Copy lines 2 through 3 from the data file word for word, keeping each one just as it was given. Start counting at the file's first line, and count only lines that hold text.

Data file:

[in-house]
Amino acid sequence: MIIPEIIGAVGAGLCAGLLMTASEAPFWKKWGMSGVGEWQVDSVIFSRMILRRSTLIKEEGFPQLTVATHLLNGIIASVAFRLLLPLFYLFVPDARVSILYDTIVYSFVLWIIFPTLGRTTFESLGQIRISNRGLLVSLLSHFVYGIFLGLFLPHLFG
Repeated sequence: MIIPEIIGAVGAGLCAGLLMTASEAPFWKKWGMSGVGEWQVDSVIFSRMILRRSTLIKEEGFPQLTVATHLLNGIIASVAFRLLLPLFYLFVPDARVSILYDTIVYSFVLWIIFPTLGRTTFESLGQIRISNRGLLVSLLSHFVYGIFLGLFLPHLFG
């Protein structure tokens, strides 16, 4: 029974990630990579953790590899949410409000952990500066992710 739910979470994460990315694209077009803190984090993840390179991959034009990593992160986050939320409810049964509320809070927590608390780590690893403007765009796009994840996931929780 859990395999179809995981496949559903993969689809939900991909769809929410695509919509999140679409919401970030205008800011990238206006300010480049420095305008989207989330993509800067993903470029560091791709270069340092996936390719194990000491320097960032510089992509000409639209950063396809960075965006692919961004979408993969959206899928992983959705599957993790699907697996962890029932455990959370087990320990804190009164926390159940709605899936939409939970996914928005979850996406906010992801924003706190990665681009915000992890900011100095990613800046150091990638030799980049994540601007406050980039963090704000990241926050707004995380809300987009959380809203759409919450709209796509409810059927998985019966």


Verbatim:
Amino acid sequence: MIIPEIIGAVGAGLCAGLLMTASEAPFWKKWGMSGVGEWQVDSVIFSRMILRRSTLIKEEGFPQLTVATHLLNGIIASVAFRLLLPLFYLFVPDARVSILYDTIVYSFVLWIIFPTLGRTTFESLGQIRISNRGLLVSLLSHFVYGIFLGLFLPHLFG
Repeated sequence: MIIPEIIGAVGAGLCAGLLMTASEAPFWKKWGMSGVGEWQVDSVIFSRMILRRSTLIKEEGFPQLTVATHLLNGIIASVAFRLLLPLFYLFVPDARVSILYDTIVYSFVLWIIFPTLGRTTFESLGQIRISNRGLLVSLLSHFVYGIFLGLFLPHLFG